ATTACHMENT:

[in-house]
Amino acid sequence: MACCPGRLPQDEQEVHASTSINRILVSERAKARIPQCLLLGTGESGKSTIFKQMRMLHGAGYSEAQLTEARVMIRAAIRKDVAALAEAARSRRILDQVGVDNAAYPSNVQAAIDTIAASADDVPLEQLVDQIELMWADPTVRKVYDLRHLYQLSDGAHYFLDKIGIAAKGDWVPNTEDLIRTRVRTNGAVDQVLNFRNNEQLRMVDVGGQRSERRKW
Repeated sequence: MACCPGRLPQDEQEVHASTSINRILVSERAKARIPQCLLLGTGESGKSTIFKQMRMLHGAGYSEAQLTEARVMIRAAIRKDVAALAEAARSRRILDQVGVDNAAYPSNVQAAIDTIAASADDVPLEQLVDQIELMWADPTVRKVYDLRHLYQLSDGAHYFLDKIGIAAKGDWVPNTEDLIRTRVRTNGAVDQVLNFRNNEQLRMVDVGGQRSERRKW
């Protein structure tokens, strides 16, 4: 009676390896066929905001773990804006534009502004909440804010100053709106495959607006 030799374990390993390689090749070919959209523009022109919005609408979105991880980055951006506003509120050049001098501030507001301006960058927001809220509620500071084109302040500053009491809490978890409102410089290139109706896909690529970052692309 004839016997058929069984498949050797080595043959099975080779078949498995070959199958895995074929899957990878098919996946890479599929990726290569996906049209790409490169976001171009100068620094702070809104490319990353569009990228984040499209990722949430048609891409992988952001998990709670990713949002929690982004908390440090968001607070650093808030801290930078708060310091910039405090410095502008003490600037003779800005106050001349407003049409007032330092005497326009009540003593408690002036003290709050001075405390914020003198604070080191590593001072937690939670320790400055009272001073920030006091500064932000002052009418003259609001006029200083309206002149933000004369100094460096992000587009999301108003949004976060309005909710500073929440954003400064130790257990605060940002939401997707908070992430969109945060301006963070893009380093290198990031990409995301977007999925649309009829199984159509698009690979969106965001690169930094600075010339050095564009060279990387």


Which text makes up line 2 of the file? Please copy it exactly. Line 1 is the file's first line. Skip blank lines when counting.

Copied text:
Amino acid sequence: MACCPGRLPQDEQEVHASTSINRILVSERAKARIPQCLLLGTGESGKSTIFKQMRMLHGAGYSEAQLTEARVMIRAAIRKDVAALAEAARSRRILDQVGVDNAAYPSNVQAAIDTIAASADDVPLEQLVDQIELMWADPTVRKVYDLRHLYQLSDGAHYFLDKIGIAAKGDWVPNTEDLIRTRVRTNGAVDQVLNFRNNEQLRMVDVGGQRSERRKW